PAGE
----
Hacking games are a favorite pastime of some geek communities, such as DEF CON attendees. Those games usually challenge players to utilize their various hacking skills and tools in order to crack some system and reach a target. Among hardware hackers, a humble Altoids mints tin is the ideal project enclosure. Just about every kind of circuit imaginable has been shoved into an Altoids tin by somebody at some point. Roni Bandini combined those two and built a game into an Altoids tin that forces you to battle against wireless routers.
This Router Attack game doesn’t require that you do any actual hacking, but it is using real information about the surrounding wireless networks. Each of those wireless networks becomes an enemy in the game, and your job is to destroy a specific wireless router by correctly guessing the information about it. When you select an SSID to attack, it is placed on a grid based approximately on its channel and RSSI (Received Signal Strength Indicator). You have to guess those values, and a correct guess will “destroy” the router. You get a little bit of leeway based on the security used by the network. So an open network will be very easy to destroy, while a network with AES-TKIP encryption will need to be “hit” perfectly.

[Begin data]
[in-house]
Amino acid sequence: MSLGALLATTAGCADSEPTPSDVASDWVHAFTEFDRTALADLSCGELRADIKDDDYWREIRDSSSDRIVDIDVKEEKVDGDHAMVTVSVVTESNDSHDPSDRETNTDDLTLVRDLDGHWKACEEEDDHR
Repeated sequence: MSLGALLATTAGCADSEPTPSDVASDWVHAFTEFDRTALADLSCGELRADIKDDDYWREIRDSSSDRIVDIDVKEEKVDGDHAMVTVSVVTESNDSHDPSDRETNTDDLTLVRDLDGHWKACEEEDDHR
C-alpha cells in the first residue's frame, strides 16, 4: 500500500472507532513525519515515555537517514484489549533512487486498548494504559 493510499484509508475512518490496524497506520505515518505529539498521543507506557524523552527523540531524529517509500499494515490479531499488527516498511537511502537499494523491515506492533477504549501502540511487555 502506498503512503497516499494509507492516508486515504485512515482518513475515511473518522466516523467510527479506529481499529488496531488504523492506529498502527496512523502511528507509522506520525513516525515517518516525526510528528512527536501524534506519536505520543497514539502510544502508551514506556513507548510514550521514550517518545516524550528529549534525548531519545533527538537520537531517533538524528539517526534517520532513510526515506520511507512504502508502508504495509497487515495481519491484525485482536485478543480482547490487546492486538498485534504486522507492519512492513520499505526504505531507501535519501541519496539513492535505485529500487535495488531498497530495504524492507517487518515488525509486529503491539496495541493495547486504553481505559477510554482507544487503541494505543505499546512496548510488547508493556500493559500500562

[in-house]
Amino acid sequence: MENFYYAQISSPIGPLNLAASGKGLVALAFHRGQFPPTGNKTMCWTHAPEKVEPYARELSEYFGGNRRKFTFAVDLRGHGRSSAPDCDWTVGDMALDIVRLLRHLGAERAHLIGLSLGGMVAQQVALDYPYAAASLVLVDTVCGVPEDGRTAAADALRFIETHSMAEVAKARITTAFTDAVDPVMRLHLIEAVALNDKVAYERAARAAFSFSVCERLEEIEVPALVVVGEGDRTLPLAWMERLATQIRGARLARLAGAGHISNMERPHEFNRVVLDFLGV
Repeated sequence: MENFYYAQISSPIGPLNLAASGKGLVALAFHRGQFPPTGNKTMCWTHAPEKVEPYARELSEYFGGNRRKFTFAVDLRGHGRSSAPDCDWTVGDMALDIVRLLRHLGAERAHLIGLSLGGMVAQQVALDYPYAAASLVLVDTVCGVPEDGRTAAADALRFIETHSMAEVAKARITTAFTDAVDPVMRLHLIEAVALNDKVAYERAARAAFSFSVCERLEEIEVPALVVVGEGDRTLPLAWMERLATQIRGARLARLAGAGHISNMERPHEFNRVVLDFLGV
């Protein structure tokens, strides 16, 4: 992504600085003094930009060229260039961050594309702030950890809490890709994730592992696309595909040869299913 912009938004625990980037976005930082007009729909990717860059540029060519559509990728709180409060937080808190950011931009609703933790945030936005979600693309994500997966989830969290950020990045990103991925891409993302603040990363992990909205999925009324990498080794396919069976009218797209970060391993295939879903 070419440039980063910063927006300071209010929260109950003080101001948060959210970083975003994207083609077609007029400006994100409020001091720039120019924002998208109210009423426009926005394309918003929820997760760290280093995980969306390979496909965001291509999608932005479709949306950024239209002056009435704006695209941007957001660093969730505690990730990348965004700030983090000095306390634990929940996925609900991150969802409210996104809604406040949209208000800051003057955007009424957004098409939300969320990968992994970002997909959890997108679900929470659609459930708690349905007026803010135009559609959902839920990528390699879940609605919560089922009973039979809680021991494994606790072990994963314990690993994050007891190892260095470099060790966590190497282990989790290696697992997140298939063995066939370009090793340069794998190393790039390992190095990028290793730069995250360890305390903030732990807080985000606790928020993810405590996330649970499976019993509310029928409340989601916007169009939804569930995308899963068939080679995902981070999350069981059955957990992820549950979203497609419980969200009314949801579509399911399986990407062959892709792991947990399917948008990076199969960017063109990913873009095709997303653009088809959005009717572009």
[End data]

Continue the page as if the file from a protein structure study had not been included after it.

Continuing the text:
The game runs on a Heltec WiFi Kit 8, which is a development board built around an ESP8266 WiFi microcontroller. It has an included lithium ion battery management circuit and an onboard 0.91 inch 128 x 32 OLED screen. Bandini added a momentary button, a potentiometer dial, and a small buzzer. A cell phone battery was repurposed to power the board. All of the electronic components are housed with a spearmint Altoids tin and a 3D-printed faceplate keeps everything nice and tidy. The Router Attack game is pretty simple and likely won’t satisfy Call of Duty fans, but it is a great demonstration of what you can come up with when you have limited hardware.